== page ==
Now more than ever, it is our responsibility as a sector to ensure affordable access to healthcare and enable the future longevity of medicine development and supply. Value-added generic medicines provide an opportunity for society to address several healthcare inefficiencies, delivering improved health to patients, while essentially contributing to the sustainability of healthcare systems.
Whereas large pharmaceutical companies invest their resource and scientific knowledge to develop blockbuster treatments for patient communities with huge unmet needs, generics companies can centre efforts on everyday needs. All of which contribute to an intricate healthcare ecosystem, whereby patients can have access to effective treatments, regardless of their disease or condition. It’s vital that we continue to work together efficiently as an industry to ensure that every day medicines can pave the way for healthcare systems, including the NHS, to afford the latest innovations in diseases such as cancer.
Brexit and the “second wave”
As we continue to navigate and understand the potential repercussions of the second wave of the pandemic, it’s imperative that we do not overlook its concurrence with Brexit in January 2021 and recognise the transition period we are continuing to work through. In our industry, it is vital that we have multifaceted supply models in place and include a number of contingency measures, such as ensuring the holding of safety supplies of medicines and creating a ‘buffer’ for stockholding.
Investment in dual sourcing is one such way companies can mitigate risks in order to safeguard supply and ensure demand can be met. We know that Brexit will inevitably bring change and we have to be familiar and aware of the effects it will have, but at the same time, as an industry we should feel well-prepared and confident that we will continue to maintain supply medicines during this pivotal period, and beyond.
Despite a large number of unknowns and uncertainty throughout the year, it’s been hugely inspiring to see the way the industry, and particularly the generics sector, has not only sustained its strength but also enhanced its dynamic support networks. The pandemic has undoubtedly acted as a catalyst to instigate new ways of working and has compelled us all to push the boundaries of what we thought possible, both at the business level and on a personal level. It’s crucial that we hold onto the fervid team spirit that we have established together, so that we can continue to find combined solutions as we move forward into a currently unknown landscape.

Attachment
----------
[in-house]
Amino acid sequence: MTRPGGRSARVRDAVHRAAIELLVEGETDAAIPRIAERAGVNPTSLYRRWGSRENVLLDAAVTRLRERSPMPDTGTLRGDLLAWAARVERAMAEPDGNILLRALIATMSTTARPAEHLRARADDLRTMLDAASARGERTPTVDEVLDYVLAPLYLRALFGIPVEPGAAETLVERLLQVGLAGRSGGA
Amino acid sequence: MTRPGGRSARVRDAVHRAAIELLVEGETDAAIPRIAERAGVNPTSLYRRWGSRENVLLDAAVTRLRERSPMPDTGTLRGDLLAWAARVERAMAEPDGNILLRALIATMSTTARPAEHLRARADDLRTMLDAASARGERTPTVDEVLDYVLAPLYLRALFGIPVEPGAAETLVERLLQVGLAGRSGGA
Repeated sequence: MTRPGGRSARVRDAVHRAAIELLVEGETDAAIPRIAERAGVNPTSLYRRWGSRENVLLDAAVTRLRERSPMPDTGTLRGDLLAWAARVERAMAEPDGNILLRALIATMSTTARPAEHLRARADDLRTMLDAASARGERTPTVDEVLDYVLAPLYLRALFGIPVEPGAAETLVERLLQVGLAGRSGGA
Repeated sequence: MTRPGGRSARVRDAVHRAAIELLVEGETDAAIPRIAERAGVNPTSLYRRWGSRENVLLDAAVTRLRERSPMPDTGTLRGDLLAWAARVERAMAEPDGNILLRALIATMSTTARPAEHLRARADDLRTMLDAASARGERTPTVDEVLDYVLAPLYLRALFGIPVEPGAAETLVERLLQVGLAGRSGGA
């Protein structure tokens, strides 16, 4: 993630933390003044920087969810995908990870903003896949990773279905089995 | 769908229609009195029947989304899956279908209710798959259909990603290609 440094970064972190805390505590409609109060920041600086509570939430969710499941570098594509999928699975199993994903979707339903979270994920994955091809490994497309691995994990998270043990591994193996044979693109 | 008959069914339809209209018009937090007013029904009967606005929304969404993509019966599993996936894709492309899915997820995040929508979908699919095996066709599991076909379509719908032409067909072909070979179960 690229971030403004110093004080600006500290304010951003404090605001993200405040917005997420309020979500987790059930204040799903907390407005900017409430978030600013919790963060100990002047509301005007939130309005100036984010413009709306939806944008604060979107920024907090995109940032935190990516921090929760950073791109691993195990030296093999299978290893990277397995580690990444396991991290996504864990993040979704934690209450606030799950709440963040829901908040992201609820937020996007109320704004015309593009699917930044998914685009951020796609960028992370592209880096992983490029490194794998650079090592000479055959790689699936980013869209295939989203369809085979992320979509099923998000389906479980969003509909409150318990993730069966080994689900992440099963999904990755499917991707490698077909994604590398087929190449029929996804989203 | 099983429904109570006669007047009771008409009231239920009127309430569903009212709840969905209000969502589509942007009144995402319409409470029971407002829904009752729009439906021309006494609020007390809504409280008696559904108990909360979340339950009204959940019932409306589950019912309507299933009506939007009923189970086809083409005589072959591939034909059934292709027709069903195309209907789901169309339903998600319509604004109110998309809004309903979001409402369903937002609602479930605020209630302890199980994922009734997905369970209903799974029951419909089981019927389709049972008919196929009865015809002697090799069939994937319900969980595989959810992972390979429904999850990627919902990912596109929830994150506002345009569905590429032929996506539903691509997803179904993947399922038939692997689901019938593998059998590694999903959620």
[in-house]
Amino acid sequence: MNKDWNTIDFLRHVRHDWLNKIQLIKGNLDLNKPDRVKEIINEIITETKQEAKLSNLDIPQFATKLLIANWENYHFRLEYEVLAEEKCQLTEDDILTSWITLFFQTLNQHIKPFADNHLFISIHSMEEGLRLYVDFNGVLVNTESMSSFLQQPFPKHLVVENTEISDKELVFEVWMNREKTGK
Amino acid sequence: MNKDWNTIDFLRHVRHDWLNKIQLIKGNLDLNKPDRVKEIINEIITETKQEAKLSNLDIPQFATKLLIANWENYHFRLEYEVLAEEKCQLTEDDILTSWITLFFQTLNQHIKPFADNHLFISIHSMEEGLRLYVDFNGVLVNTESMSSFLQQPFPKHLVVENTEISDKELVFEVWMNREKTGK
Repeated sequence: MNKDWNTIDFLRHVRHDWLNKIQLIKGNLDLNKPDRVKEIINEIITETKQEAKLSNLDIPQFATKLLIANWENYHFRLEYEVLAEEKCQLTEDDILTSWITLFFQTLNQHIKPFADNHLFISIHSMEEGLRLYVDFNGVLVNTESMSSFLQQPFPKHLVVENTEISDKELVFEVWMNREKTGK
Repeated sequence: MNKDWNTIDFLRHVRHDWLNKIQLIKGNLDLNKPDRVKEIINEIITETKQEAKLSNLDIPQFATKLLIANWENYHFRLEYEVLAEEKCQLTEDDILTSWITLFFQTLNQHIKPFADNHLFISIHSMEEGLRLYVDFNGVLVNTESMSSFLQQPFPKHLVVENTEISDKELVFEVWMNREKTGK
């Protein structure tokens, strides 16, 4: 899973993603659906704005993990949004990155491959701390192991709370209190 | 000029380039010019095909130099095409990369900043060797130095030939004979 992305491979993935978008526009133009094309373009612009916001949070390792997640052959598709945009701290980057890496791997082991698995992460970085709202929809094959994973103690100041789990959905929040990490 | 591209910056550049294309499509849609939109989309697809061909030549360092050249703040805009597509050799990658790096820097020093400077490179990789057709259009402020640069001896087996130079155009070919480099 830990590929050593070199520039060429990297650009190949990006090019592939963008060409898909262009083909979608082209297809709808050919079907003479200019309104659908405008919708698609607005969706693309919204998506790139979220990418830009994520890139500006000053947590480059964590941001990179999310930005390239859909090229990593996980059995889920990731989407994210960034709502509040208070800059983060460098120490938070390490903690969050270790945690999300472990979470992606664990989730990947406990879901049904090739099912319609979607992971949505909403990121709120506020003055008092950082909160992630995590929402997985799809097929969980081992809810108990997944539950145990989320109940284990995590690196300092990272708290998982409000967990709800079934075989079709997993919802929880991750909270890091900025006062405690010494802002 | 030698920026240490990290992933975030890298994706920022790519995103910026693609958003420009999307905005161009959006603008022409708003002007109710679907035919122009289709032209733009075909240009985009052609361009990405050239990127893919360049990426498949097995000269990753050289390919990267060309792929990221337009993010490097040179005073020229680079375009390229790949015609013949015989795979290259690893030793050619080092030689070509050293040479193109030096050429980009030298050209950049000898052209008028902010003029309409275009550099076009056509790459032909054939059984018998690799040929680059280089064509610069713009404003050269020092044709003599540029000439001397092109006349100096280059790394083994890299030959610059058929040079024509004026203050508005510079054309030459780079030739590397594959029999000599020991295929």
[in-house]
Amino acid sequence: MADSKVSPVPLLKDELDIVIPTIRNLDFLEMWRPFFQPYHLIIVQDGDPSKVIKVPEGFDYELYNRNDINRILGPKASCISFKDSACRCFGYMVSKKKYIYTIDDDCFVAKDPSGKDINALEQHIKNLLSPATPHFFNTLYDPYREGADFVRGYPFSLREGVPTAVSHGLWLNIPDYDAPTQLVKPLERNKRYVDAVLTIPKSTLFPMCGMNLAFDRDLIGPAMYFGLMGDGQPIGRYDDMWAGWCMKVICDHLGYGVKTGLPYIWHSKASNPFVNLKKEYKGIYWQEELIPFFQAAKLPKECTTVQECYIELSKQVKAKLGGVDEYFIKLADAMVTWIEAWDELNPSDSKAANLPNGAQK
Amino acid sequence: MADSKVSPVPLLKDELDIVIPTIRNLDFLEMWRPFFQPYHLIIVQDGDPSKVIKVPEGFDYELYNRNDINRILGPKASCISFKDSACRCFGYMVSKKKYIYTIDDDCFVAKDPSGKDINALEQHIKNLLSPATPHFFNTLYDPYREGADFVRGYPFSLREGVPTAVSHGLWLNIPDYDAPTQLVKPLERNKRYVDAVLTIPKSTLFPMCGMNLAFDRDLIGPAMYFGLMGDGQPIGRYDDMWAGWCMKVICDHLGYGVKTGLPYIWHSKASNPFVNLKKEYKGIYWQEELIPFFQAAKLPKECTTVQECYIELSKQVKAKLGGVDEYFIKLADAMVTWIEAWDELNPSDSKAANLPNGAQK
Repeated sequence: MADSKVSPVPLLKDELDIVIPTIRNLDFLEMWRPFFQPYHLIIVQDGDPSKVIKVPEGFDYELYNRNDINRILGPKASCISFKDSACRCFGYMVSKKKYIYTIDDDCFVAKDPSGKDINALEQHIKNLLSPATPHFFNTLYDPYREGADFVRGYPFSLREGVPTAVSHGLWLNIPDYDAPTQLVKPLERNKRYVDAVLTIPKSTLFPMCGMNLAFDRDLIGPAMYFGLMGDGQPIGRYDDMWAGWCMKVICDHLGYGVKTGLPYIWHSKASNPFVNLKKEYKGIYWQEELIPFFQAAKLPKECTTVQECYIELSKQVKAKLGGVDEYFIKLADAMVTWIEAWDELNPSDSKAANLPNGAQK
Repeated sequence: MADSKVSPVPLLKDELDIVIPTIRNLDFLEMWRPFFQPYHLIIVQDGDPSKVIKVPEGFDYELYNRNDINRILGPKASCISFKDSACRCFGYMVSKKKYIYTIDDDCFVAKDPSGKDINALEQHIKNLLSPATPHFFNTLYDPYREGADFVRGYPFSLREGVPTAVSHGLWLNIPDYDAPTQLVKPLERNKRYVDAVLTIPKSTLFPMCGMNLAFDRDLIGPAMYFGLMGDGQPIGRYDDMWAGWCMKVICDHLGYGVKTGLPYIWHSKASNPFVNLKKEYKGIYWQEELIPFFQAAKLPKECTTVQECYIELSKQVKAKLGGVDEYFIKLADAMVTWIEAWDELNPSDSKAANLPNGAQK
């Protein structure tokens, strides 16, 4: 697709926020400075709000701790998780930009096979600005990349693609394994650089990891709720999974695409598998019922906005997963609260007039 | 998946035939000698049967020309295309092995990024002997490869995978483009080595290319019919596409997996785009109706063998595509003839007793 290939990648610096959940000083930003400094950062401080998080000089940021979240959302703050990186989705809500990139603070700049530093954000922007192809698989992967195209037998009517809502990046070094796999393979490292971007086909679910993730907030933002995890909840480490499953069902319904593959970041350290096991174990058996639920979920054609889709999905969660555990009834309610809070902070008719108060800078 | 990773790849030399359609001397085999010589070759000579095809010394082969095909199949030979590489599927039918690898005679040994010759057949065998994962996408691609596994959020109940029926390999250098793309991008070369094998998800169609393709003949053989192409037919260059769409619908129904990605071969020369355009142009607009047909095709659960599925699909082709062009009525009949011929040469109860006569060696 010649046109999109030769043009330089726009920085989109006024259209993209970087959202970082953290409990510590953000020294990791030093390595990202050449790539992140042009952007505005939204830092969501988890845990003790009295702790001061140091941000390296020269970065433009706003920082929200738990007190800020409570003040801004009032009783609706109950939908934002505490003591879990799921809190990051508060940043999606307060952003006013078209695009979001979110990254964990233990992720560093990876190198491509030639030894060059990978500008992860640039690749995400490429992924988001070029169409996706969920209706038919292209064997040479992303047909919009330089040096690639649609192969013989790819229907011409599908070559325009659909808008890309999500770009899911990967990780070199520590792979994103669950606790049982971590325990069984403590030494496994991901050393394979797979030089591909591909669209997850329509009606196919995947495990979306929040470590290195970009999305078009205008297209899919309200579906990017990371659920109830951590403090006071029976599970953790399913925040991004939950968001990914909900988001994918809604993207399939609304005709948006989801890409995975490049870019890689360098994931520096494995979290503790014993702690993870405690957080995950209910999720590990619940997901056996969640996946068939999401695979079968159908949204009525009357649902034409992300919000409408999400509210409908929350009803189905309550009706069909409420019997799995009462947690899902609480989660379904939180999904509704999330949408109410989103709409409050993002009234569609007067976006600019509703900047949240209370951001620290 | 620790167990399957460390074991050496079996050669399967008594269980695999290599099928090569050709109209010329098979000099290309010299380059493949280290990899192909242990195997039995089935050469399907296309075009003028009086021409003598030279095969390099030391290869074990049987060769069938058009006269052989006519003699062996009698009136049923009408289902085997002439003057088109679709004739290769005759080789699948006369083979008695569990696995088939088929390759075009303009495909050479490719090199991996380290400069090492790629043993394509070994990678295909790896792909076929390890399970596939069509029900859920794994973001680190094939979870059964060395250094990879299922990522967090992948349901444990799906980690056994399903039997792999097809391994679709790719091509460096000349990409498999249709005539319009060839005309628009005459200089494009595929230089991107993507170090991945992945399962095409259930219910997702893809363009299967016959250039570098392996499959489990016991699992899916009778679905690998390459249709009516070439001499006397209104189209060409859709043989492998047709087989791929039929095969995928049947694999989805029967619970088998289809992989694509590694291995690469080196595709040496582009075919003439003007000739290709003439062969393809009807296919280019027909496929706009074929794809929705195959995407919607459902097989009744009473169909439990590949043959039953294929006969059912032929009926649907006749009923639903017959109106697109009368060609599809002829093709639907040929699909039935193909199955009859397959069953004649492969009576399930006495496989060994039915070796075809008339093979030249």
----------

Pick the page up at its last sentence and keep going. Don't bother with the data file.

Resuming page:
As we look ahead to 2021, the goal for patients and healthcare providers remains the same, however, this will now be viewed with a new, adjusted lens following our perspectives of, and lessons from this year.
New ways of working in this “new normal” era is something we are all still coming to terms with, but one thing that has been fiercely reignited is a commitment to collaboration and pulling together in times of need. 2021 sees new and exciting launches for generics companies as they look to expand across Europe and bring more complex medicines to patients and healthcare systems.
About the author
Graeme Duncan has been the Chief Executive Officer of ADVANZ PHARMA since the summer of 2018. Prior to this Graeme led the international segment of the business covering its global operations. Graeme has 25 years of healthcare and life science experience across innovative, branded generics, generics and services organisations. He has held senior management and executive roles in organisations including GSK, IVAX, Healthcare at Home and AMCo.